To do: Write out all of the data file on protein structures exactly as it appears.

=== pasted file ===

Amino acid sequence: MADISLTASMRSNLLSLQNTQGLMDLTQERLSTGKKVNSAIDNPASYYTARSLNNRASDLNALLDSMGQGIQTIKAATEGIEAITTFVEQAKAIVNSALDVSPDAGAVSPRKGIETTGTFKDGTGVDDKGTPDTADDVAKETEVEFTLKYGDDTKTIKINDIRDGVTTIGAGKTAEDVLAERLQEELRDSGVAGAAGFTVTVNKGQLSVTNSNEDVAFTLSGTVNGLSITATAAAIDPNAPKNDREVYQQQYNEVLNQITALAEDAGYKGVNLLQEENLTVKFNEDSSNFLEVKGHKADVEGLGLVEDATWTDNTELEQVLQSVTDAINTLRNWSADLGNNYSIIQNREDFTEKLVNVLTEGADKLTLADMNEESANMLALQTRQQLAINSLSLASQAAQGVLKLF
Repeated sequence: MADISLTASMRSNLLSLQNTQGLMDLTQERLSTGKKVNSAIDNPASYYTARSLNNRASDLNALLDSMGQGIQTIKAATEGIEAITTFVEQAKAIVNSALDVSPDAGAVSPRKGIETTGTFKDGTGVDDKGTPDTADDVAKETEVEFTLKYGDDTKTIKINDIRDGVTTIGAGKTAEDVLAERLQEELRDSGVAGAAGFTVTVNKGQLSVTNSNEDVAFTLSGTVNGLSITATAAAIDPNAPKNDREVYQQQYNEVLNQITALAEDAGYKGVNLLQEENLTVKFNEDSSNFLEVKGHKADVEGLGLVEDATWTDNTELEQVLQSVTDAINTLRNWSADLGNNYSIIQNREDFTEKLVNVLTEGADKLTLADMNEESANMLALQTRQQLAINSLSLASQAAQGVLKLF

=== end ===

Amino acid sequence: MADISLTASMRSNLLSLQNTQGLMDLTQERLSTGKKVNSAIDNPASYYTARSLNNRASDLNALLDSMGQGIQTIKAATEGIEAITTFVEQAKAIVNSALDVSPDAGAVSPRKGIETTGTFKDGTGVDDKGTPDTADDVAKETEVEFTLKYGDDTKTIKINDIRDGVTTIGAGKTAEDVLAERLQEELRDSGVAGAAGFTVTVNKGQLSVTNSNEDVAFTLSGTVNGLSITATAAAIDPNAPKNDREVYQQQYNEVLNQITALAEDAGYKGVNLLQEENLTVKFNEDSSNFLEVKGHKADVEGLGLVEDATWTDNTELEQVLQSVTDAINTLRNWSADLGNNYSIIQNREDFTEKLVNVLTEGADKLTLADMNEESANMLALQTRQQLAINSLSLASQAAQGVLKLF
Repeated sequence: MADISLTASMRSNLLSLQNTQGLMDLTQERLSTGKKVNSAIDNPASYYTARSLNNRASDLNALLDSMGQGIQTIKAATEGIEAITTFVEQAKAIVNSALDVSPDAGAVSPRKGIETTGTFKDGTGVDDKGTPDTADDVAKETEVEFTLKYGDDTKTIKINDIRDGVTTIGAGKTAEDVLAERLQEELRDSGVAGAAGFTVTVNKGQLSVTNSNEDVAFTLSGTVNGLSITATAAAIDPNAPKNDREVYQQQYNEVLNQITALAEDAGYKGVNLLQEENLTVKFNEDSSNFLEVKGHKADVEGLGLVEDATWTDNTELEQVLQSVTDAINTLRNWSADLGNNYSIIQNREDFTEKLVNVLTEGADKLTLADMNEESANMLALQTRQQLAINSLSLASQAAQGVLKLF